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Keeping the nest clean

This is a follow-up of sorts to my Throwback Thursday post yesterday. That showed how cramped it was getting inside this nestbox.

After posting it occurred to me that I should post a photo showing how the adults keep the nest clean. While in the nest the young produce fecal sacs. These are droppings encased in a gelatinous sac allowing the adults to carry it out of the nestbox and drop it some distance away.

The young stick their bottoms in the air as a sign to an adult that they’re about to produce one.

Interestingly, when I captioned the slides in 1987 the reference books I used spelled it as faecal sac but the accepted spelling nowadays is fecal.

Keeping the nest clean

 

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Throwback Thursday

It’s getting cramped in the nestbox

Throwback Thursday travels back to Cheshire in the spring of 1987 as I continue the story of the nesting Eurasian Blue Tits. Photographed using a specially constructed nestbox in a Hatherton garden.

The young are almost fully grown and will be leaving the nestbox in a few days. Here one of the adults is about to feed a green caterpillar to one of the young.

Throwback Thursday: 28th May 2020

 

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Throwback Thursday

Keeping the young warm

Throwback Thursday travels back to a garden shed in Hatherton, Cheshire in the spring of 1987.

I was documenting the nesting cycle of a pair of Eurasian Blue Tits using a specially constructed nestbox built into a garden shed.

At this point all the eggs have hatched but the young are still small and naked. As a result, on cool mornings the female stays on the nest keeping them warm while the male feeds them.

In this photo the female has moved off the nest so that the male can feed a caterpillar to one of the young.

Throwback Thursday: 21st May 2020

 

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Friendly Friday Photo Challenge

Friendly Friday: Odd Couples

A contribution to throw Friendly Friday Photo Challenge: Odd Couples.

I had a couple of ideas for the challenge. Having started selecting photos featuring two different species I changed my mind and went for photos of two individuals of the same species.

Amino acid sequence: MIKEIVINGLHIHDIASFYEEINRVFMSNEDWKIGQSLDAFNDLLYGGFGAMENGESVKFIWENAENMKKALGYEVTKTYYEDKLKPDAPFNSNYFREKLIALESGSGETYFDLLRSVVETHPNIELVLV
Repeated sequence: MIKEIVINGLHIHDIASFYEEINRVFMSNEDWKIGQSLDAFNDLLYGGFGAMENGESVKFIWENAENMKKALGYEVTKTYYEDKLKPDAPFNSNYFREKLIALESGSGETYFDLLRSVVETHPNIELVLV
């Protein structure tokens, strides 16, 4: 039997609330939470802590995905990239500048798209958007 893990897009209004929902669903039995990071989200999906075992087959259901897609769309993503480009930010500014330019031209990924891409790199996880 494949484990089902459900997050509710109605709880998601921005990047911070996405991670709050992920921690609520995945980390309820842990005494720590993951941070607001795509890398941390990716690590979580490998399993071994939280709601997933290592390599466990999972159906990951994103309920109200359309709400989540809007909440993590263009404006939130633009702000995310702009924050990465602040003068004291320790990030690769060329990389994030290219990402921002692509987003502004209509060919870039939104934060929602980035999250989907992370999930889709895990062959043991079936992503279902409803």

Friendly Friday Photo Challenge: Odd Couples

Big and small Large White Butterfly caterpillars feeding on Nasturtium leaves in Hatherton, Cheshire, England.

 

Friendly Friday Photo Challenge: Odd Couples

One Herring Gull complains about something while being ignored by the second bird. Photographed on the Lake Huron shoreline in Southampton, Ontario, Canada.

 

Friendly Friday Photo Challenge: Odd Couples

Adult and immature White-crowned Sparrows on the South Bruce Peninsula during autumn migration. The adult will have made the long distance migration before but it’s the first time for the immature bird which hatched from an egg on the tundra of arctic Canada in the summer.

 

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Weekly Prompts

Weekly Prompts: Grey

I had a variety of ideas for a post when I read the Weekly Prompts challenge Grey.

They all revolved around one photo I thought of when I read the prompt so it was a matter of finding a theme to build a post around.

This is the photo that came to mind when I read the prompt. An immature Grey Heron in fog, or Grey in grey as I have thought of the shot since taking it. The fog was so thick it took me a while to focus on the bird. Taken on a reservoir in south Cheshire, England as are the other photos.

Weekly Prompts: Grey

 

The black and white pattern of feathers on the top and back of the birds head mean that this is an adult Grey Heron.

Weekly Prompts: Grey

 

Another immature Grey Heron in some interesting light. This time on the remains of a tree in the reservoir which only became visible when the water level was low.

Weekly Prompts: Grey

 

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Friendly Friday Photo Challenge

Friendly Friday: Construction

This is my contribution to the Friendly Friday Photo Challenge: Construction.

After considering construction in the human world I took a change of direction and started thinking about some of the construction in the animal kingdom.

Here is an adult Great Tit using Moss to construct its nest.

Friendly Friday: Construction

 

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Throwback Thursday

American White Pelicans.

Throwback Thursday travels back to Saskatchewan in the summer of 1999.

I spent most of the day in the Last Mountain Lake National Wildlife Area. I found a flock of American White Pelicans feeding in a channel where a marsh drains into a section of the lake.

It was a hot day and I wanted to get as close to eye level with the birds as possible. That meant either lying on the bank in the sun or setting up a tripod in the water and sitting behind it in the water.

I had a Uni-Loc tripod with me so it set it up in the water. The Uni-Loc tripods are different from most tripods with the legs in effect reversed. Which means that they can be submerged in water up to the bottom of leg lock. There’s no need to strip the legs down to drain the water and dry the locking mechanisms out unless you go above the leg lock.

The birds were feeding by drifting down the channel letting the water carry them along. These three Pelicans are swimming back up the channel to start again.

Trio of Pelicans.